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Atelier Shallie: Alchemists of the Dusk Sea Plus (Vita)

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And another great RPG for the Vita! For those who do not know, the Atelier series are always made in a series and usually a series of three. Atelier Shallie is the conclusion to the Dusk trilogy, but it is fine to play the game without playing the others. I played Ayesha, but skipped Escha and Logy.

Story:

The game follows two Alchemists who are referred to as Shallie because their full names (Shallistera and Shallotte) are longer and they needed to shorten it. The overall story is the same since Shallistera's is what follows the main story. It starts with Shallistera as their boat is attacked and they crash land in the nearby town of Stellard. The first half of the game is dedicated to Shallistera fixing it. The second half of the game is dedicated to finding out the cause of the Dusk that is causing all the water to dry up. The main story does not really pick up until Chapter 8 (out of 10) when they discover that it is tied to ancient alchemy. In the past, alchemy was much more advanced, but it also led to the slow dying of the world as the natural resources were pushed beyond their intended limits. This leads to Shallistera and everyone else restarting the machine to its natural intended levels in order to hopefully restore the world back to the way it was.

Graphics:

For a Vita game, the graphics are great. The environments and character models on the field screen are jagged at times, but it improves significantly in battle when there is a lot less to render. A lot of enemies are simple recolors and skill graphics range from simplistic, to massive cinematic ultimate attacks. The game reduces resource usage by dividing up the world with an old fashioned world map and most areas being one section. Later on in the game, there are more areas that are divided into smaller sub-sections. This works fairly well to prevent issues with the frame rate. The environments are also very diverse. They start from grassy areas to futuristic looking ruins. There are also a few illustrations that come at the end of each side story that are very well done.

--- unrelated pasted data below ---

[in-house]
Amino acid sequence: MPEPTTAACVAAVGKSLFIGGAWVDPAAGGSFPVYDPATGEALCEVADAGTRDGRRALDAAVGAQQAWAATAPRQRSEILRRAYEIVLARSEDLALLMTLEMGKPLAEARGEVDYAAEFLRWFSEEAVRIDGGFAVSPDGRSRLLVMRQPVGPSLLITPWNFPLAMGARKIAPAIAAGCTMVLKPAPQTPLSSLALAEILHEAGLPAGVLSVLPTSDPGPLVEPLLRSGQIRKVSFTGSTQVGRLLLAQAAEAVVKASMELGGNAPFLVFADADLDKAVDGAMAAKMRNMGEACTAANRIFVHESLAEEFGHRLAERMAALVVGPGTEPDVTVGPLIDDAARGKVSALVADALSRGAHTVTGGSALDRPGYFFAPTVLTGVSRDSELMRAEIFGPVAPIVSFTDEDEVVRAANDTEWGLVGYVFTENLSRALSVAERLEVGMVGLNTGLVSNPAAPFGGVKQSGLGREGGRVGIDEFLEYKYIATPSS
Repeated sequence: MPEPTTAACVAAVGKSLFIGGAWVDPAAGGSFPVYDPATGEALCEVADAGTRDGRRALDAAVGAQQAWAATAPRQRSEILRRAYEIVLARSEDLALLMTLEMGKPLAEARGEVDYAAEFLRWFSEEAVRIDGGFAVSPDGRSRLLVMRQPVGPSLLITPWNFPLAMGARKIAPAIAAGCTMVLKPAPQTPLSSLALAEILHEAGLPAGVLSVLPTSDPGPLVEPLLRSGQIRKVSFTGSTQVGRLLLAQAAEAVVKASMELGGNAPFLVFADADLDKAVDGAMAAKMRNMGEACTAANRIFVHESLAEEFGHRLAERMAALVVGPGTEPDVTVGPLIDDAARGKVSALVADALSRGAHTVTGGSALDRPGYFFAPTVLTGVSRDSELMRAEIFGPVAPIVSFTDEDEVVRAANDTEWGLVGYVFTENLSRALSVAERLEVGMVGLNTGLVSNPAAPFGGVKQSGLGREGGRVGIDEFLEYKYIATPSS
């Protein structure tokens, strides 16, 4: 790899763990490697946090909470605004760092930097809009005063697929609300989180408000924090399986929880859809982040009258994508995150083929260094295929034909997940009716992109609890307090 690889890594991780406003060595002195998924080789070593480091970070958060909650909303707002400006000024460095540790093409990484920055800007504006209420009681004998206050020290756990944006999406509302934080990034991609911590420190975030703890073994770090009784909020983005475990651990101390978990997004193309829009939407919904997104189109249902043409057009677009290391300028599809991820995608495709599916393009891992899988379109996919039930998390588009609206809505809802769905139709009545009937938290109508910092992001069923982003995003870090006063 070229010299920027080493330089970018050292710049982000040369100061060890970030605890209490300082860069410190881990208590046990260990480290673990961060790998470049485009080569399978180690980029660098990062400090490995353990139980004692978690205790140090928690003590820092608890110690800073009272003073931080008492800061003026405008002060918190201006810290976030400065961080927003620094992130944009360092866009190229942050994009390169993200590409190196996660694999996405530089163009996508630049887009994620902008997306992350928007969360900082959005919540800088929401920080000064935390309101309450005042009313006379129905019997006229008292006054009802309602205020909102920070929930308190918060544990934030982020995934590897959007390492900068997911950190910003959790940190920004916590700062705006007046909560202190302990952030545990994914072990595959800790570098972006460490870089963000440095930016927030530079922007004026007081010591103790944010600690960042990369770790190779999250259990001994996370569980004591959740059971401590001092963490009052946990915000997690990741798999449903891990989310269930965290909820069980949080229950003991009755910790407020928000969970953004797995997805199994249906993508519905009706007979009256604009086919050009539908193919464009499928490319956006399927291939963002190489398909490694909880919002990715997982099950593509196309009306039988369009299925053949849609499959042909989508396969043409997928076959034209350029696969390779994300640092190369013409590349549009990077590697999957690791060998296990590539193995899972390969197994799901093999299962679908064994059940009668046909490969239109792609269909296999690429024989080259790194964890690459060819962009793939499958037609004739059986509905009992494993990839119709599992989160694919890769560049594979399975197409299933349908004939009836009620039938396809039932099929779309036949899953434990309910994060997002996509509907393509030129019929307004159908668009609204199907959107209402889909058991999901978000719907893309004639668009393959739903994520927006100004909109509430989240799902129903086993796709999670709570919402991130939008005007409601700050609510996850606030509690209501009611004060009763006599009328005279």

Gameplay:

The game has a brief introduction before it asks you to pick whether to follow Shallistera or Shallotte. The two stories eventually merge anyways, but Shallistera's is more complete while the early part of Shallotte's is more open ended. The overall story is fairly short if you stay focused on the task. Upon completing the game, you can start over for New Game+, which gives you new events and carries over some stuff from your previous playthrough. The big difference here though is that unlike most other Atelier games, there is no time limit! 

Each chapter of the game is divided into two sections, main story and side story. The main story revolves around resolving the ever spreading Dusk Sea. When you complete it, it opens up the side story for the chapter. The side stories focus on character development, mostly relationships between the characters. You have to complete a number of events before you can progress to the next chapter. These can be anything from completing a number of fights under various conditions, smashing barrels, or creating items. This is mainly so that you are keeping up with your stats. If you spend too long on a chapter though, Shallie's mood goes down. I am not quite sure what that does though. It does not affect anything gameplay wise as far as I can tell.

The game has two main things to do, gathering and synthesis (alchemy). You spend the chapter heading towards a goal and can gather materials from enemies and the environments. If you play on higher difficulties, the items are better, have a better drop rate, and some items can only be acquired on the higher difficulties while the hardest difficulty of the game ensures you acquire all drops from the enemy. The point of gathering items is to engage in synthesis. Using the magic pot, you can craft items of all kinds. They start off as relatively simple healing and attack items, but you quickly encounter items that can be used to make better equipment. Soon after, you are introduced to a character that can dismantle items you made back into materials with their properties. You then refine this process over several times to create insane stat boosting items or items with unique traits. You will spend a lot of time just gathering materials and doing alchemy mainly just to see what you can do with it. The best items require you to craft and dismantle several times in order to increase the quality and properties of the materials.

There are a few convenience features that can be unlocked. When you whack enough things outside of battle, you will eventually be able to instant kill weak enemies and collect their drops without having to actually fight them. By fighting and gathering items, you can use the control pad to seek out rare items, strong enemies, or just collect everything on the map for you. They are not convenient to the same degree as the automata that gathered items for you in past games though. That would have been very helpful here.